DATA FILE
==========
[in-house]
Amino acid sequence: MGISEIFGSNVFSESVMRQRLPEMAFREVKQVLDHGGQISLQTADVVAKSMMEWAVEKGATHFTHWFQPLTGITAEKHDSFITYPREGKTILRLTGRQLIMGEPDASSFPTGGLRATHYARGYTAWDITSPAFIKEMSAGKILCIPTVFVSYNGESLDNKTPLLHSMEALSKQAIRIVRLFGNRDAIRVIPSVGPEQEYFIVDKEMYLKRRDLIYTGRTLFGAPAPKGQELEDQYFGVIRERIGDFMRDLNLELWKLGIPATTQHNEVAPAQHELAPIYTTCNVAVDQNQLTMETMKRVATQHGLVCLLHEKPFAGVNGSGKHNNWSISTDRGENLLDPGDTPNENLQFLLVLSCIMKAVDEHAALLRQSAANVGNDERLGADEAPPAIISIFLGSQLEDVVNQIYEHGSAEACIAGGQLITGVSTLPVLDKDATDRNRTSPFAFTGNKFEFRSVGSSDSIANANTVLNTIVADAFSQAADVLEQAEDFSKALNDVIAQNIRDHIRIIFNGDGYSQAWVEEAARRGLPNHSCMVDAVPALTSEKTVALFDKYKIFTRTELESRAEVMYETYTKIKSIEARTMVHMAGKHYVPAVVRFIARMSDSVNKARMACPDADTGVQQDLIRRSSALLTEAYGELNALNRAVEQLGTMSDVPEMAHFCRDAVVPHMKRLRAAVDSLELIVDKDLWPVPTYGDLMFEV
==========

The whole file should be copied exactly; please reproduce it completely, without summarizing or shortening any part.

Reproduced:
[in-house]
Amino acid sequence: MGISEIFGSNVFSESVMRQRLPEMAFREVKQVLDHGGQISLQTADVVAKSMMEWAVEKGATHFTHWFQPLTGITAEKHDSFITYPREGKTILRLTGRQLIMGEPDASSFPTGGLRATHYARGYTAWDITSPAFIKEMSAGKILCIPTVFVSYNGESLDNKTPLLHSMEALSKQAIRIVRLFGNRDAIRVIPSVGPEQEYFIVDKEMYLKRRDLIYTGRTLFGAPAPKGQELEDQYFGVIRERIGDFMRDLNLELWKLGIPATTQHNEVAPAQHELAPIYTTCNVAVDQNQLTMETMKRVATQHGLVCLLHEKPFAGVNGSGKHNNWSISTDRGENLLDPGDTPNENLQFLLVLSCIMKAVDEHAALLRQSAANVGNDERLGADEAPPAIISIFLGSQLEDVVNQIYEHGSAEACIAGGQLITGVSTLPVLDKDATDRNRTSPFAFTGNKFEFRSVGSSDSIANANTVLNTIVADAFSQAADVLEQAEDFSKALNDVIAQNIRDHIRIIFNGDGYSQAWVEEAARRGLPNHSCMVDAVPALTSEKTVALFDKYKIFTRTELESRAEVMYETYTKIKSIEARTMVHMAGKHYVPAVVRFIARMSDSVNKARMACPDADTGVQQDLIRRSSALLTEAYGELNALNRAVEQLGTMSDVPEMAHFCRDAVVPHMKRLRAAVDSLELIVDKDLWPVPTYGDLMFEV